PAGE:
Tuesday, April 20, 2010

The Seasonal Cure For Seasonal Ails

Everywhere I go I hear people complaining of "their allergies".   'Tis the season for thick yellow pollen.  And it's been very thick this year- due to our abnormally dry spring.  People are red-eyed and sneezing, cursing the spring weather instead of welcoming it.  Of course, this happens every spring and doesn't really have much to do with the dryness.  It might be worse this year but it's always THAT-BAD.  I have always had the belief that the more exposed people are to seasonal pollen, the less likely they are to be affected by it.  "Allergy" has become a misused term in our language, and although I will not explain in depth now why I believe that, I still do believe it.

There are real allergies.  Some people are allergic to peanuts, or shellfish, or eggs.  Although I think it may be possible that there has been some kind of long-term genetic build-up to these allergies through generations of eating habits I never doubt that they are very,very real.  But when I hear people say they are suffering from "seasonal allergies" I just can't help but say:

 (o yeah, and play outside more) 

The last two springs I have worked inside the semi-sterile kitchen of Greenlife.  I spent much of my spring time under florescent bulbs.  I would go out in my yard after work and plant flowers, pull weeds, and inspect the pollen build up on my car.  But I wasn't working constantly out in the air all day, and I must admit that I got scratchy eyes and sneezes and tight sinus-y feelings.

This year is different.  I am trying harder to be outside more often.  But I am also drinking this Magic Elixir called Wild Nettle Tea.  We drink it every day and I seriously have sneezed, oh, maybe six times this spring.  Nettles are supposed to be amazing for millions of different things.  They are in tons of natural hair and skin products.  They are traditionally eaten in season in many countries, like Ireland, England, and those other cool-ish places.  You can steam them and eat them as any other green, distill them into a hair tonic, or drink them as an "allergy fighting tea".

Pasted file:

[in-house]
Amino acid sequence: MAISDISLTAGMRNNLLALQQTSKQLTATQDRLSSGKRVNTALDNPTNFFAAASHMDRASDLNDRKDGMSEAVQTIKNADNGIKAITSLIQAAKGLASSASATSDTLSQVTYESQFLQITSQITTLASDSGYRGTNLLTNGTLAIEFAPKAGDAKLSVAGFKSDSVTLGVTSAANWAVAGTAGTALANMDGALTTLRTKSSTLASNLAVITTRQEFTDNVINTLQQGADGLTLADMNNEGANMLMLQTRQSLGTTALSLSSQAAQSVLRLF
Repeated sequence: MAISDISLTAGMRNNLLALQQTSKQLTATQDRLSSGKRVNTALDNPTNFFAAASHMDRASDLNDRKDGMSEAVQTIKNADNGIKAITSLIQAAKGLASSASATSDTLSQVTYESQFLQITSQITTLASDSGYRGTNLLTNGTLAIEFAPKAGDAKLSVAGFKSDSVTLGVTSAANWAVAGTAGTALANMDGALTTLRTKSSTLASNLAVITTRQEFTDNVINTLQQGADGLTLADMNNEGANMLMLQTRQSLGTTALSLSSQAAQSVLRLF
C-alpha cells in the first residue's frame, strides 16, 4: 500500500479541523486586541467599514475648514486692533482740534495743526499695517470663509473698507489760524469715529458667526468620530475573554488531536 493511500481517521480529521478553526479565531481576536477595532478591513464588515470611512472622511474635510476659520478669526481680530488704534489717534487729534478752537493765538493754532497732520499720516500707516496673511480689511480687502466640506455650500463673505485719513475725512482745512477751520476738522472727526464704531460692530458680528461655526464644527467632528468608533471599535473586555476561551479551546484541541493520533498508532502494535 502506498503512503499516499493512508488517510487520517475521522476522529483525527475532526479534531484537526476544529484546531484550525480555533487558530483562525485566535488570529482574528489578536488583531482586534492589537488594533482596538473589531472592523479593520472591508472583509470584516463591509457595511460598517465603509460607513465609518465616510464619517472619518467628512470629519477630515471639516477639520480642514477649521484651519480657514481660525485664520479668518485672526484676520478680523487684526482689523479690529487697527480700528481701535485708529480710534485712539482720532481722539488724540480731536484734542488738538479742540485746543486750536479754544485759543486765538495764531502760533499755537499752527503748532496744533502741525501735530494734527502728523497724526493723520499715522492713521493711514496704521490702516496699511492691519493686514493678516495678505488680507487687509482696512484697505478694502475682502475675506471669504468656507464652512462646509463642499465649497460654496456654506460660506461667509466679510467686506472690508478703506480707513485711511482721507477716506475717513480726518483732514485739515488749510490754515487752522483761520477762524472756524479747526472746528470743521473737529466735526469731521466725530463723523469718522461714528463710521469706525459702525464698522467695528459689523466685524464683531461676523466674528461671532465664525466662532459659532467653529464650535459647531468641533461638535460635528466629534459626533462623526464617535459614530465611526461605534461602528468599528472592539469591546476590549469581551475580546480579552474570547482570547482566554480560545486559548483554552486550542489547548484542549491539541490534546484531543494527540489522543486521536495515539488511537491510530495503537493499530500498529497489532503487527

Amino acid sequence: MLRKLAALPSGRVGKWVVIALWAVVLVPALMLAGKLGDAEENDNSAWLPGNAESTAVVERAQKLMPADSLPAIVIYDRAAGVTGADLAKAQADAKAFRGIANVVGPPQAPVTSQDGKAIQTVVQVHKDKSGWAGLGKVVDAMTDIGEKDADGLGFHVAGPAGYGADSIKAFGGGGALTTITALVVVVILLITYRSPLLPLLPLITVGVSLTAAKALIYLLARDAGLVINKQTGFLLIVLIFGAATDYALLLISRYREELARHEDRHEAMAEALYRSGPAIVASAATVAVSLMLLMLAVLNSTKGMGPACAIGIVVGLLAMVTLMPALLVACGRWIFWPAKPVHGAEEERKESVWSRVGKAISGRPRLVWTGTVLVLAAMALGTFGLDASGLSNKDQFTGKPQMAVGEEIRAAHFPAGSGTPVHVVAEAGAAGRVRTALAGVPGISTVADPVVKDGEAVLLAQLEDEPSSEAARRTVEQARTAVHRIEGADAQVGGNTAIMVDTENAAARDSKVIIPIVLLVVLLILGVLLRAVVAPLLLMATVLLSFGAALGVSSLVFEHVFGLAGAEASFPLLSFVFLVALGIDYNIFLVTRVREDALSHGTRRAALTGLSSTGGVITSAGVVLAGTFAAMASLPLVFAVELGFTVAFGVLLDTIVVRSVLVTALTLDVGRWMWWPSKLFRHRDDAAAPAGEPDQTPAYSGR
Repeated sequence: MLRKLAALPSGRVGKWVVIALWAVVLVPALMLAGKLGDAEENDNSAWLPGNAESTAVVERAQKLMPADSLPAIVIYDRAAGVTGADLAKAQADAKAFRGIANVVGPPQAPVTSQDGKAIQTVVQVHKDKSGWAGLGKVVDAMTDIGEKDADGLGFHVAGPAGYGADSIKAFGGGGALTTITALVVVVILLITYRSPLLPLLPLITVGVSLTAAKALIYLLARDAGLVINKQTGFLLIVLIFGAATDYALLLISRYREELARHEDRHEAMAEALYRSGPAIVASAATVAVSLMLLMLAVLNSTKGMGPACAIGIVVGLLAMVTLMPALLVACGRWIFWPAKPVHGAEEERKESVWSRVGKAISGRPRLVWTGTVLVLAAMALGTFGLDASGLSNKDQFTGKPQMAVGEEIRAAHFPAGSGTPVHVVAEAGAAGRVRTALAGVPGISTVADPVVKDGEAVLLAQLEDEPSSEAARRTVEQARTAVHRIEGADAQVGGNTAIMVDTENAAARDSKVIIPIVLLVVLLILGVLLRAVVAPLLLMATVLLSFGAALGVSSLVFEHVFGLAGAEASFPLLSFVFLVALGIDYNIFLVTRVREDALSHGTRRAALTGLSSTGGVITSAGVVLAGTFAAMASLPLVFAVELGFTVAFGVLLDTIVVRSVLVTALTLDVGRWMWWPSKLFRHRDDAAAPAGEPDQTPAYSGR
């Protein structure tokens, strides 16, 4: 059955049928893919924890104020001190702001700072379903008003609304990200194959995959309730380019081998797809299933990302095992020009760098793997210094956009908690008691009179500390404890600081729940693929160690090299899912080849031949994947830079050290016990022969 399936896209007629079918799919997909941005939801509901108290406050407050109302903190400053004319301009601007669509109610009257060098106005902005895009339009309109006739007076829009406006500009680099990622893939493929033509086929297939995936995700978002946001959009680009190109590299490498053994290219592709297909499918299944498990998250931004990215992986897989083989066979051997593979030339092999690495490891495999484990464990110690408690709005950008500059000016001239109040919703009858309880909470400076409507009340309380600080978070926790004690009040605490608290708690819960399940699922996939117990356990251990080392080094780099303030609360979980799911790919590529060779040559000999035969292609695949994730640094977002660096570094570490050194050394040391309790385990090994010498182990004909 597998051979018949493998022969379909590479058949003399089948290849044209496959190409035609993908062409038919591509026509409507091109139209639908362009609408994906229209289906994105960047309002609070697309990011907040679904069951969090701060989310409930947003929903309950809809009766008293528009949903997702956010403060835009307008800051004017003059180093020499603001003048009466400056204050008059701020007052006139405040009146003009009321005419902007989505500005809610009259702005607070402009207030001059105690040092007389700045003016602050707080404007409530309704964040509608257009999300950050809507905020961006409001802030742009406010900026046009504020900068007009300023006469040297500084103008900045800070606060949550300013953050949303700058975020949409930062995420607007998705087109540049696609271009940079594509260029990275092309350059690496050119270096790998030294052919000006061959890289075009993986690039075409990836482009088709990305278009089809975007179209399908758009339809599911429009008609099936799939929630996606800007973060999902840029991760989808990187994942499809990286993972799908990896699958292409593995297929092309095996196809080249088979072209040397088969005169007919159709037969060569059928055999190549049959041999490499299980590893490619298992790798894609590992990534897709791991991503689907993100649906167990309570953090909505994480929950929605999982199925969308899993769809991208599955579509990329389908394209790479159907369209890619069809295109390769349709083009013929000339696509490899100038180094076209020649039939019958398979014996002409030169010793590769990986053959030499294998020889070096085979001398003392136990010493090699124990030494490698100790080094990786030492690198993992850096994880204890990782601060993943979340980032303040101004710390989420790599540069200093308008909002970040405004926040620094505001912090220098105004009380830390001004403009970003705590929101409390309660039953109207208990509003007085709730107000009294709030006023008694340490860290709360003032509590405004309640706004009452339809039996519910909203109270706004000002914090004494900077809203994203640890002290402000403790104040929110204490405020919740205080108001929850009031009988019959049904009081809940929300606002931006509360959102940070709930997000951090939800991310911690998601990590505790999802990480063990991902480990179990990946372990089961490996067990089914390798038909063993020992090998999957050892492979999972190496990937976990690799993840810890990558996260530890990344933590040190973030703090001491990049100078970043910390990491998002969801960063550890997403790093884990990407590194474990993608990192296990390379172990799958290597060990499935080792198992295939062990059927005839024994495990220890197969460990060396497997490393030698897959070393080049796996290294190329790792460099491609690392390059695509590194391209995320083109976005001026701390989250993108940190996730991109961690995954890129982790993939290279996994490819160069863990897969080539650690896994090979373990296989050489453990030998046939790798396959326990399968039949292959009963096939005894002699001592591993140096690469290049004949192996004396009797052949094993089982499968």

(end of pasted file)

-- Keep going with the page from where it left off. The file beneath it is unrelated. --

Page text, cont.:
The thing is, the tea kind of tastes like pot likker, and wild nettles sting.  So you have to be very very careful (use tongs) when transferring them to your tea jar.  And I like to add things that make the tea taste better.  I have lemon balm and mint growing in my yard, and I use a local (namely Sale Creek Honey) honey as a sweetener.  This adds a little Allergy Attack bonus, since local honey is supposed to cure all allergy ale's too.

I have heard from SO many people (health nuts, believers, and non-believers alike) that this is the best, best, best way to combat those "seasonal allergies". Synthetic medicines and pills just don't cut it if you want your body to build up a true, strong immunity.  The thing that we sometimes don't think about is the fact that maybe this pollen isn't out to get us, we have just lost the lifestyle and diets needed to work with it.  We need to be co-existing with the world we live in, not combating it.

Wild Nettle Tea

  • 1 handful lemon balm-preferably from your yard or your neighbor's- dirt attached is ok and highly sought after, as we might need more dirt in our diets anyway
  • 1/2 handful mint, also from local yard (if you plant mint it will be everywhere forever)
  • 2 tong-fuls wild nettle- available in local woods or at the Main Street Farmer's Market from Alexzanna Farms 
  • Large drizzle of local honey, also available at the Main Street Farmer's Market from Sale Creek Honey
Stuff everything in a large jar (I use a half-gallon).  Pour almost-boiling water to fill and let steep about 12 hours.  The longer the better.  The nettles will create a slightly slimy consistency.  I pour half of the cooled tea in a glass and fill the rest with water.